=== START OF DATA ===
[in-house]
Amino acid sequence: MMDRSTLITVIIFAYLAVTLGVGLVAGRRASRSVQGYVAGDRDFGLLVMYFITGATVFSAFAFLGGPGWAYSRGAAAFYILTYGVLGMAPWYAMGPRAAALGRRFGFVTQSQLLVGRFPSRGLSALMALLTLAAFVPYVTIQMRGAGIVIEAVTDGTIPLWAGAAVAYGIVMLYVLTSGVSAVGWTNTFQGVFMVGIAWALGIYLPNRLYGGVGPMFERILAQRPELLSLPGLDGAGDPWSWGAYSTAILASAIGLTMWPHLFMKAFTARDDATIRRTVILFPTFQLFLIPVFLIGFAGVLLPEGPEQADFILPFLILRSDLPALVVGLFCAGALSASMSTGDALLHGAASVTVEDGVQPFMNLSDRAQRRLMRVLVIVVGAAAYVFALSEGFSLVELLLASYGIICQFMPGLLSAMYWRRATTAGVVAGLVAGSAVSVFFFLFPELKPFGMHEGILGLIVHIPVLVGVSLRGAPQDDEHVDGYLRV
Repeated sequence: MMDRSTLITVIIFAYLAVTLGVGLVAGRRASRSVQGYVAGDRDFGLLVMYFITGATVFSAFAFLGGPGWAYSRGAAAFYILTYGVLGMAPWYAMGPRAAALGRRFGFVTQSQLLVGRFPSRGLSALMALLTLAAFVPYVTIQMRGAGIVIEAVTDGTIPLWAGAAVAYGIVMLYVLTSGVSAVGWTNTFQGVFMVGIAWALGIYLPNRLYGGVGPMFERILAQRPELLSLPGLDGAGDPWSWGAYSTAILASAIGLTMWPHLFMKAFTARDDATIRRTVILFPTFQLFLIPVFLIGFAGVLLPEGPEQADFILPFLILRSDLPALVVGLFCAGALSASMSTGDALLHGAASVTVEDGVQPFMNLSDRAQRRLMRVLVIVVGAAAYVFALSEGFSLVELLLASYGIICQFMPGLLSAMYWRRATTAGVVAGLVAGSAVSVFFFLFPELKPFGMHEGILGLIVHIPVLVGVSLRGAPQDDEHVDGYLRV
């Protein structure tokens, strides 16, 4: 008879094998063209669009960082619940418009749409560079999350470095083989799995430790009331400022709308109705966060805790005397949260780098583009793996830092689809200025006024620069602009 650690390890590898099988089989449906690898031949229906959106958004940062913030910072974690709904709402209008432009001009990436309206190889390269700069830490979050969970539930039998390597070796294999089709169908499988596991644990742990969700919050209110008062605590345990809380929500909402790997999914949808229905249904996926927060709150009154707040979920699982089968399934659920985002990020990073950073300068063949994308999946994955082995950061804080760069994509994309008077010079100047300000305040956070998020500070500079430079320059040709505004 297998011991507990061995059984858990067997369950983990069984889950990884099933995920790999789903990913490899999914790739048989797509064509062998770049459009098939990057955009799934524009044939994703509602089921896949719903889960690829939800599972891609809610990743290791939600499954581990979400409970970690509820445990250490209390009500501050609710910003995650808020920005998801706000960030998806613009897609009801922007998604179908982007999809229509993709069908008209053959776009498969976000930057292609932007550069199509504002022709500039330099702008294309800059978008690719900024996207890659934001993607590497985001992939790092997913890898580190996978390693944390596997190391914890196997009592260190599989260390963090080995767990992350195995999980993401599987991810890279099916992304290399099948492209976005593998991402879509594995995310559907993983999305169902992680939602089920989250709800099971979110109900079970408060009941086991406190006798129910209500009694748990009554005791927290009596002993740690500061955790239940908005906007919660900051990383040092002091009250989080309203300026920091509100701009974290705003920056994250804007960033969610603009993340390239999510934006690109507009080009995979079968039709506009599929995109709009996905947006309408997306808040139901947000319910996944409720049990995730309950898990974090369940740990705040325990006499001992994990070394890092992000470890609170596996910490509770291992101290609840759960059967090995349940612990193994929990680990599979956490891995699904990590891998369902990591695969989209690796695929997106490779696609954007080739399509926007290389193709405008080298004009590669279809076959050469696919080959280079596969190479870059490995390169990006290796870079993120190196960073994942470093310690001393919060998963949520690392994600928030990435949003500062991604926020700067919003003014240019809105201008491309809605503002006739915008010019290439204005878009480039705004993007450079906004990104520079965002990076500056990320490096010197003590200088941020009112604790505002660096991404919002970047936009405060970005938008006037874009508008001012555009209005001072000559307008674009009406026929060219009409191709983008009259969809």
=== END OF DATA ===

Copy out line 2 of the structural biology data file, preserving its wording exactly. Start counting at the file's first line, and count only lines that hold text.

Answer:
Amino acid sequence: MMDRSTLITVIIFAYLAVTLGVGLVAGRRASRSVQGYVAGDRDFGLLVMYFITGATVFSAFAFLGGPGWAYSRGAAAFYILTYGVLGMAPWYAMGPRAAALGRRFGFVTQSQLLVGRFPSRGLSALMALLTLAAFVPYVTIQMRGAGIVIEAVTDGTIPLWAGAAVAYGIVMLYVLTSGVSAVGWTNTFQGVFMVGIAWALGIYLPNRLYGGVGPMFERILAQRPELLSLPGLDGAGDPWSWGAYSTAILASAIGLTMWPHLFMKAFTARDDATIRRTVILFPTFQLFLIPVFLIGFAGVLLPEGPEQADFILPFLILRSDLPALVVGLFCAGALSASMSTGDALLHGAASVTVEDGVQPFMNLSDRAQRRLMRVLVIVVGAAAYVFALSEGFSLVELLLASYGIICQFMPGLLSAMYWRRATTAGVVAGLVAGSAVSVFFFLFPELKPFGMHEGILGLIVHIPVLVGVSLRGAPQDDEHVDGYLRV